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Leaded Restraint
Rarity: Uncommon (usually)
Aura: Undetectable, even if magical
This is a template for various restraints where lead has been added as an integral component, a plating, or substantial layer of some kind.
Lead has an ability to block the effects of many spells, including but not limited to divination. A leaded restraint appears nonmagical, even if it is, and has no aura via Detect Magic.
Similarly, while worn, a creature cannot cast spells, nor can it invoke its spell-like (Sp) and supernatural (Su) abilities, but it spends any resources required to attempt to do so. [Although not recorded in DnD 5e, spell-like abilities are innately-castable spells, and supernatural abilities are other feats granted to creatures whose basic implementation is contingent on magic (such as dragon's breath, or the Change Shape ability). As a litmus test, both types of abilities would be ineffective within an Antimagic Field.] The effect has no area (unlike Antimagic Field), but is localized to the wearing creature--in particular, the wearer can be affected by spells as usual.
[In a fairly stunning reversal from 3.5e, which explicitly declared a dragon's breath weapon as supernatural, Jeremy Crawford seems to have declared breath weapons in 5e as extraordinary, preventing it from being nullified in this effect--see "Sage Advice Compendium (2019)" [], Section "Monsters", "Is the breath weapon of a dragon magical?", page 17. The context of the question mostly describes the intent, and a very handy checklist, for abilities which are "explicitly magical", which quite cleanly avoids having to specify Su/Sp/Ex everywhere (instead, the word "magical" in a description normally suffices, but must be explicit). The specific ruling considered is whether or not, e.g., a white dragon's ice-based breath weapon is nullified in an Antimagic Field (Crawford says it is not--DEX SAV). However, in this case, it means that the dragon is no longer "naturally casting" for the purpose of this item template. Although not a strictly plot-important distinction for C3 (indeed, Change shape is explicitly "magical", and was the purpose for the introduction of this template--see Mechanics, below), I recommend what the compendium itself recommends: do whatever is fun. (If you're looking for a precedent, I still consider breath weapons to be supernatural.)]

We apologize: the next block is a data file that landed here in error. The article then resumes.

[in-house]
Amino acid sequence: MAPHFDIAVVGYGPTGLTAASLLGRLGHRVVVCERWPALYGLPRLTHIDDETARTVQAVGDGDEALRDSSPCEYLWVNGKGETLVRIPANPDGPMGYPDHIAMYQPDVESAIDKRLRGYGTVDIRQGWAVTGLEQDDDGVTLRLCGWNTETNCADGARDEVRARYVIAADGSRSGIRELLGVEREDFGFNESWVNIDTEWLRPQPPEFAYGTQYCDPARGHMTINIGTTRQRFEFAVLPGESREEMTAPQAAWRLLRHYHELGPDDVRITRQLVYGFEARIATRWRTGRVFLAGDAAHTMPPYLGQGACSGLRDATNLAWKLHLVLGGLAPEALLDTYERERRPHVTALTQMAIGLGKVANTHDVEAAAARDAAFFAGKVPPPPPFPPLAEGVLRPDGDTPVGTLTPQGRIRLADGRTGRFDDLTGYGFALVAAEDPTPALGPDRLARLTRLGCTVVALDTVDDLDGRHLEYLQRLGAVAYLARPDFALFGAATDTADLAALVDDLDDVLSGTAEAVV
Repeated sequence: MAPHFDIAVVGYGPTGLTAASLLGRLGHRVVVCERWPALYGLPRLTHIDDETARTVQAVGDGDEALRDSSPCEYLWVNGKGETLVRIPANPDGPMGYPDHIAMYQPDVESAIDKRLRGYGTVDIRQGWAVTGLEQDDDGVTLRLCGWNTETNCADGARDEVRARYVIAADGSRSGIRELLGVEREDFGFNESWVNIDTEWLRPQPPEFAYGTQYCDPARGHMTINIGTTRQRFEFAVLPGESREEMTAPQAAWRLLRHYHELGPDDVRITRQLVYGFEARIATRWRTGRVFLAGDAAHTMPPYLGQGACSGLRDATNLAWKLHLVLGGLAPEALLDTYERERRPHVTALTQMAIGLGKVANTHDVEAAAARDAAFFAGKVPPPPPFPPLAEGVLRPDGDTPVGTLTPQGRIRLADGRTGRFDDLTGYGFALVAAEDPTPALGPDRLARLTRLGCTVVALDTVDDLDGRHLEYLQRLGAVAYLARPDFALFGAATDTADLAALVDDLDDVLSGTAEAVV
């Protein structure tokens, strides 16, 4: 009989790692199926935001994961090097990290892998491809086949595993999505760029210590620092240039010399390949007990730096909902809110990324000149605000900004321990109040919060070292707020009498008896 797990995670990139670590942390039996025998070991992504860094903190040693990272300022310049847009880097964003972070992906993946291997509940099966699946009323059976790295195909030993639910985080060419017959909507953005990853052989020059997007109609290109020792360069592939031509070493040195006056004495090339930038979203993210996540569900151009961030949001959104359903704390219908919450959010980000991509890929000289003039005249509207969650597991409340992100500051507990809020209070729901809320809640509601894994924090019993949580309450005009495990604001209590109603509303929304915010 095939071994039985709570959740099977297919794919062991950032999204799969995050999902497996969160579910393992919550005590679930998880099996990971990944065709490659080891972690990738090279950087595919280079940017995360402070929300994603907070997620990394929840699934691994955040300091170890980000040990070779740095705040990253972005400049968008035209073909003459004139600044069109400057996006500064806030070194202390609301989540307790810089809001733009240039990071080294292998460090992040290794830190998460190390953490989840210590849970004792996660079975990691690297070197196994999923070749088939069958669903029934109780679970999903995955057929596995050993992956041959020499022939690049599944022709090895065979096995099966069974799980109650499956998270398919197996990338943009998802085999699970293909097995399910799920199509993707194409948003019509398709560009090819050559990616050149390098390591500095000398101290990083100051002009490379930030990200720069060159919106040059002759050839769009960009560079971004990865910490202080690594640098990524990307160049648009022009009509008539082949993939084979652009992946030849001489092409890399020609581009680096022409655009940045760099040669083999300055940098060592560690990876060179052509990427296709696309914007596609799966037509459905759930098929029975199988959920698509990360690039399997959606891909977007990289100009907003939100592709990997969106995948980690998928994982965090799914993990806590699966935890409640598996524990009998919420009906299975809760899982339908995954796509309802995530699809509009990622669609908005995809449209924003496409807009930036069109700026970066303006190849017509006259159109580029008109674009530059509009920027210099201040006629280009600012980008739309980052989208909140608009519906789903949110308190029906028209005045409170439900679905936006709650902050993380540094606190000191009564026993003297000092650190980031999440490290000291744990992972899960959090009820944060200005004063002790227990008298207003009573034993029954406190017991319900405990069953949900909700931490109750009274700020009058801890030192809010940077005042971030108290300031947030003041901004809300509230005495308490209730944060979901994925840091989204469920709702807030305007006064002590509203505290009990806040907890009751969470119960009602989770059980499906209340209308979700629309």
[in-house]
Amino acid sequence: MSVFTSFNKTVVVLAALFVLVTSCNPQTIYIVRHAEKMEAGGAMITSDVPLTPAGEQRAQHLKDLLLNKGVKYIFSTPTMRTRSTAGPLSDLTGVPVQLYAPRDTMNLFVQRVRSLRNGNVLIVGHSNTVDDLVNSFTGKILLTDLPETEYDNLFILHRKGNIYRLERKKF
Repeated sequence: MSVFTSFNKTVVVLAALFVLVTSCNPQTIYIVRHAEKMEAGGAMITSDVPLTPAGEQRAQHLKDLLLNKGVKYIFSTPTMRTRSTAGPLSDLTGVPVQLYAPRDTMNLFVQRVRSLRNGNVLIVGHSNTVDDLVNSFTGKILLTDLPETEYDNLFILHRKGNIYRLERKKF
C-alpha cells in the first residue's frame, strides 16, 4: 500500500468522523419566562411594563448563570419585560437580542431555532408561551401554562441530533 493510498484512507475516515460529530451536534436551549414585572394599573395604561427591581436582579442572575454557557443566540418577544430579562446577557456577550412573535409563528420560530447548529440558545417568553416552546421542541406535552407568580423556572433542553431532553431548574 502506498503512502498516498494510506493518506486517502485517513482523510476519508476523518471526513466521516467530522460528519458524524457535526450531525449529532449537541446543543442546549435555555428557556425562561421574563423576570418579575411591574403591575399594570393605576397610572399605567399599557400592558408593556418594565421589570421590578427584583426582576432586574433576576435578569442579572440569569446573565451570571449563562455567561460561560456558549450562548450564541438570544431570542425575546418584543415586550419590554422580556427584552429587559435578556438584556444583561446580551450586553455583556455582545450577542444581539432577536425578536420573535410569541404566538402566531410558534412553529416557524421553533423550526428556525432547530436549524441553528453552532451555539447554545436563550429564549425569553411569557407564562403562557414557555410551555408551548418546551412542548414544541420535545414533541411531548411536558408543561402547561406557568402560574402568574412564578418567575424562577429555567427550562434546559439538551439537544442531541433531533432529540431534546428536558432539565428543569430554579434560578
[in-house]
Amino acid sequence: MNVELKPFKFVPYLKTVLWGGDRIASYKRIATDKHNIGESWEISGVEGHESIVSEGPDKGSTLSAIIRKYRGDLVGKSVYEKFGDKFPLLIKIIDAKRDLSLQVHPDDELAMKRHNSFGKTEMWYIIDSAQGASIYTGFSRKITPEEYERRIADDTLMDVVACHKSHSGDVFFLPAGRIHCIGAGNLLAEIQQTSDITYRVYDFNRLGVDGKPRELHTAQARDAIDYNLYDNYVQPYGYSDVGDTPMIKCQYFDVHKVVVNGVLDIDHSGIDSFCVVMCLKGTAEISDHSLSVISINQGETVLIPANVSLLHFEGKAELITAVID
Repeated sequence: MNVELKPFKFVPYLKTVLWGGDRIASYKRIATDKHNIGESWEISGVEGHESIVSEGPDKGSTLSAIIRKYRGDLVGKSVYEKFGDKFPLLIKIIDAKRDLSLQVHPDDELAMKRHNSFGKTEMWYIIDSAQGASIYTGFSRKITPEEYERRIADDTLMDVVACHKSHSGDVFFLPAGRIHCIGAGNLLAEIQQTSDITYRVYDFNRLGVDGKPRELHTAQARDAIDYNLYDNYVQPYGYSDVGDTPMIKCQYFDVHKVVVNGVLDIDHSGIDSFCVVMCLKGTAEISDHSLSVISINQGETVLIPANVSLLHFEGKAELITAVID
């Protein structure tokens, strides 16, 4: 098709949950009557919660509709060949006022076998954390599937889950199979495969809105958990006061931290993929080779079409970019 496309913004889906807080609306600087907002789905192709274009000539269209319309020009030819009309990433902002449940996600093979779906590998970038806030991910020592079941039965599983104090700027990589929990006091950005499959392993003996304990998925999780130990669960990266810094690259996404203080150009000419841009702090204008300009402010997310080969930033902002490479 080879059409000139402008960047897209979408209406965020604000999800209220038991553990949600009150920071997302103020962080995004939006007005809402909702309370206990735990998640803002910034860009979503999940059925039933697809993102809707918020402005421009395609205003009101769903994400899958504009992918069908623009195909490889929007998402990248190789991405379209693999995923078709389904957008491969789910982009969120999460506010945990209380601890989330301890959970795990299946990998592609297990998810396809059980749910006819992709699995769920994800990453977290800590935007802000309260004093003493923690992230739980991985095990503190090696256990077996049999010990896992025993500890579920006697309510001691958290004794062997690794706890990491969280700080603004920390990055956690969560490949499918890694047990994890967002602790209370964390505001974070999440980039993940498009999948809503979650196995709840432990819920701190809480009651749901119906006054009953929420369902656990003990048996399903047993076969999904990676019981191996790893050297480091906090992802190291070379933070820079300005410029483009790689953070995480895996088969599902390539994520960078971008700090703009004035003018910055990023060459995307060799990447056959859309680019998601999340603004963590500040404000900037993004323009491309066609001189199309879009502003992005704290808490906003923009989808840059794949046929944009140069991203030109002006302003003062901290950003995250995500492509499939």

Lead is a soft metal. If the restraint itself is made principally of lead, a typical set of manacles for a medium humanoid would require STR SAV (DC 20) to break (difficult, but not impossible).
Lead is also quite heavy, at ~700 pounds per cubic foot. Even if not binding the body, as with manacles, add a restraint's weight to the carrying weight of the creature; if the carrying weight exceeds that creature's carrying capacity, it becomes restrained (as in the status effect) until it is released, or its carried weight falls below its carrying capacity.
Example items of this template:
- Lead manacles: STR CHK DC 20 to break free (destroying the manacles); DEX CHK DC 20 to escape (the manacles remain locked); DEX CHK DC 15 to pick the lock for a creature proficient and capable of using thieves' tools; AC 15, HP 15, weight 5 pounds. The manacles are produced with a matching key that allows a creature to unlock them as an action. While worn by a humanoid, the creature cannot cast spells with S components [though this is redundant].
- Lead-lined steel manacles: STR CHK DC 35 to break free, DEX CHK DC 20 to escape, or DC 15 to pick the lock for a creature proficient in and using thieves' tools; AC 15, HP 35, weight 3 pounds. They are produced with a matching key to unlock in one action. While worn by a humanoid, the creature cannot cast spells with S components [though this is redundant].
- Lead fetters: STR CHK DC 25 to break free, DEX CHK DC 25 to escape, or DC 15 to pick the lock with tools; AC 15, HP 20, weight 10 pounds. Produced with one matching key. While worn by a humanoid, the creature's move speed is at most 10'.
- Lead collar (medium size): STR CHK DC 30 to break free (1/day); DEX CHK DC 15 to pick the lock with tools; AC 15, HP 40--risk of damaging wearer on miss, weight 10 pounds. Produced with a matching key.
- Lead collar (gargantuan size): STR CHK DC 50 to break free (1/day); DEX CHK DC 25 to pick the lock with tools; AC 18, HP 100--risk of damaging the wearer on miss, weight 50 pounds. Produced with a matching key.